Paul Lagace <firstname.lastname@example.org>
Imagine it is 2005. Describe a day in the life of an MIT sophomore. What will he/she do, with whom, where, to what end?
The alarm goes off in the room that Joe Sophomore shares with his roommate Miguel in the newest M.I.T. dormitory, To-Be House. This is Joe's second year in the dormitory. Although he did pledge one of the fraternities at the end of the Fall/IAP rush period during his freshman year, there was too much demand for in-house living from the fraternity brothers and Joe was not able to be accommodated. He has therefore remained a social member as he was during the second term of his freshman year. However, he is looking forward to his increased chances for being housed there next year since the selection process within the house increases chances with increased seniority. The fraternity is now located in Cambridge close to the Institute in the new FSILG area which was purchased several years ago and buildings refurbished and constructed. This was made possible when the fraternities bonded together, realized what their current buildings would bring on the real estate market and sought the help of the Institute to sell their current houses so that they could become a closer part of the new campus educational environment. The Institute chipped in a substantial fraction of the overall cost to make this a reality.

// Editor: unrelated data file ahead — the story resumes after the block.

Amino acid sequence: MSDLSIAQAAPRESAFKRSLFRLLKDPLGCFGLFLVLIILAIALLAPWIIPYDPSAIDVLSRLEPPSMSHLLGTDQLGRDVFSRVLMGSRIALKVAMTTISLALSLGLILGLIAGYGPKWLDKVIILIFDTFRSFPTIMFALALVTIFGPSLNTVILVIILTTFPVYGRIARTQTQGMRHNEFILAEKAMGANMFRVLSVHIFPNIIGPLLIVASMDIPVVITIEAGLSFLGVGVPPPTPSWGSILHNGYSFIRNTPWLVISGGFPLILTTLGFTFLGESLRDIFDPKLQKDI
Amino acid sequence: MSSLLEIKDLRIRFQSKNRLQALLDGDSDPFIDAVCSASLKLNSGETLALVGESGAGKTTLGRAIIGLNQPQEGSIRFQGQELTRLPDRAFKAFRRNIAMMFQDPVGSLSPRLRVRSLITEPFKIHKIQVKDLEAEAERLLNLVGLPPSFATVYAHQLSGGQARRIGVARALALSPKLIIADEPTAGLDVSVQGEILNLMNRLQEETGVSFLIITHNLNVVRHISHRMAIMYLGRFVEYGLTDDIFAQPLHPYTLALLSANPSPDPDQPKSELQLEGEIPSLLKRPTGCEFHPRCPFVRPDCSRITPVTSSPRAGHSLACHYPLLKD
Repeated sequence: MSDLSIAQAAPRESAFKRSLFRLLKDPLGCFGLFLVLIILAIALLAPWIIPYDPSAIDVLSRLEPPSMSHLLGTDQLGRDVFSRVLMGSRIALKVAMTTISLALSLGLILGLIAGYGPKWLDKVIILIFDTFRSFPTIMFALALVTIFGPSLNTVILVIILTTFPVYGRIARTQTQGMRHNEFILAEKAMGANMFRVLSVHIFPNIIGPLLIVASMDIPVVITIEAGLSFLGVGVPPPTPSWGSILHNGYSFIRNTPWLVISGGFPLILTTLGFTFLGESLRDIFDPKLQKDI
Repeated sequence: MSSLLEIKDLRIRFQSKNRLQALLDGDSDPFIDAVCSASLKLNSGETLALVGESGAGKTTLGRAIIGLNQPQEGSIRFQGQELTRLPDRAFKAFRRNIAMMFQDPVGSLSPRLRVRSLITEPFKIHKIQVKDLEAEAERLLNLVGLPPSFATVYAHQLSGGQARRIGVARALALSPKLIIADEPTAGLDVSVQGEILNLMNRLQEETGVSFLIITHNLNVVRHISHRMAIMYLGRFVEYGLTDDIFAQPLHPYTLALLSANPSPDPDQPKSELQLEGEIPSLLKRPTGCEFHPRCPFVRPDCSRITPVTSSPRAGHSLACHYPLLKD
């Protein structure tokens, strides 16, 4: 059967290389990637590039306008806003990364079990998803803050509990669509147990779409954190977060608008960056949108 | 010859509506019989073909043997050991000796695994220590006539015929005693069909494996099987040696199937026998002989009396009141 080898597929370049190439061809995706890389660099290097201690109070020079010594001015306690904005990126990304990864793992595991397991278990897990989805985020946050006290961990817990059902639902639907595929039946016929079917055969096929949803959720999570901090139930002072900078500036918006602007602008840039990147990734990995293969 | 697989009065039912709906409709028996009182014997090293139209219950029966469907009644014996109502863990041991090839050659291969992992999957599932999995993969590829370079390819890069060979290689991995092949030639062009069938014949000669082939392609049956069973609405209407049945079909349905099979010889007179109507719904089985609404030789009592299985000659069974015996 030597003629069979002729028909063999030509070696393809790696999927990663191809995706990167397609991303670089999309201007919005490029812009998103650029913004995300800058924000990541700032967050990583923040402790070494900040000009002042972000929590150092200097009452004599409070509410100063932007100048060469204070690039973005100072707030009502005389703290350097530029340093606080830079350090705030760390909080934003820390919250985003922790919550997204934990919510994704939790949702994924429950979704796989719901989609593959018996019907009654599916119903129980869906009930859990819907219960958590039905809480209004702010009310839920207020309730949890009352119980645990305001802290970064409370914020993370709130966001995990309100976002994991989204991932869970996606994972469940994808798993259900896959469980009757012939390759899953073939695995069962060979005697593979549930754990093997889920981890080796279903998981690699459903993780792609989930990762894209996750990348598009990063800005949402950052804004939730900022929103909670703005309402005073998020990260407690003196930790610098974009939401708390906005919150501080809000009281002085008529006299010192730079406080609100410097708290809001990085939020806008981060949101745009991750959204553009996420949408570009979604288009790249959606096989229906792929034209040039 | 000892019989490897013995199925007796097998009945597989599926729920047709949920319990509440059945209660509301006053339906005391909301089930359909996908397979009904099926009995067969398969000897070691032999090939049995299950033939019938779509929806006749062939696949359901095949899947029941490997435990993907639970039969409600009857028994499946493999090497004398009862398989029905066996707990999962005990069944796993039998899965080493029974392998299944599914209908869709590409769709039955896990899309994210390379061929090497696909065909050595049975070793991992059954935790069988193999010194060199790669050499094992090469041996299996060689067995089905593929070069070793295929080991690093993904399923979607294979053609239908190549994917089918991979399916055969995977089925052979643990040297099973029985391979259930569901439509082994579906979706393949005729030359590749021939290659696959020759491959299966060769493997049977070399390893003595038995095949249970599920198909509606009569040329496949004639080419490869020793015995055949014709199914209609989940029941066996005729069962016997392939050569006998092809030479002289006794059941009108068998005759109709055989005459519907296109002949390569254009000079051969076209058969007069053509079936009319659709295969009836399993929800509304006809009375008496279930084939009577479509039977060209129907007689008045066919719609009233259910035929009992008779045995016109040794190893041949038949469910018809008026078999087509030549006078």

Joe quickly gets ready for his day and then heads downstairs to the dormitory cafeteria. On the way he passes through the kitchen and eating area available to the twenty students in his living area. He sees a few students there and says hi. He still has a difficult time recalling a couple of names. There are new faces here -- both because there are a few freshmen in the area as well as due to the fact that Joe still can't remember a couple of names of upperclassmen. Joe moved into this living area this year after he and Miguel, who was not his roommate last year, decided that there were multiple connections they had with this living area in the dormitory and they put their names in to live there during the room selection process of the dormitory held in the spring.
On the way towards Massachusetts Avenue, Joe walks by undergraduates he knows, a couple of graduate students he knows (mainly from being teaching assistants), and several faculty members including one who taught one of his GIR's the year before. He also recognizes a staff member from the Registrar's Office. It is a pretty full morning for Joe as he has lectures in the two basic subjects of his chosen major in which he is enrolled. The morning finishes with a HASS subject. He does have only an hour break for lunch but goes to the cafeteria at Baker House to eat when a friend of his in his 11:00 class asks him to come by. The faculty member of the 11:00 HASS class is also invited as are a couple of other students and they continue the discussion they had in class during their lunch. Joe has to leave to get back for his 1:00 class, but the discussion goes on. Joe has classes at 1:00 and 3:00 and spends the hour in between the two working on problem set material for this week in one of the student workrooms/lounges in his department with a couple of other students.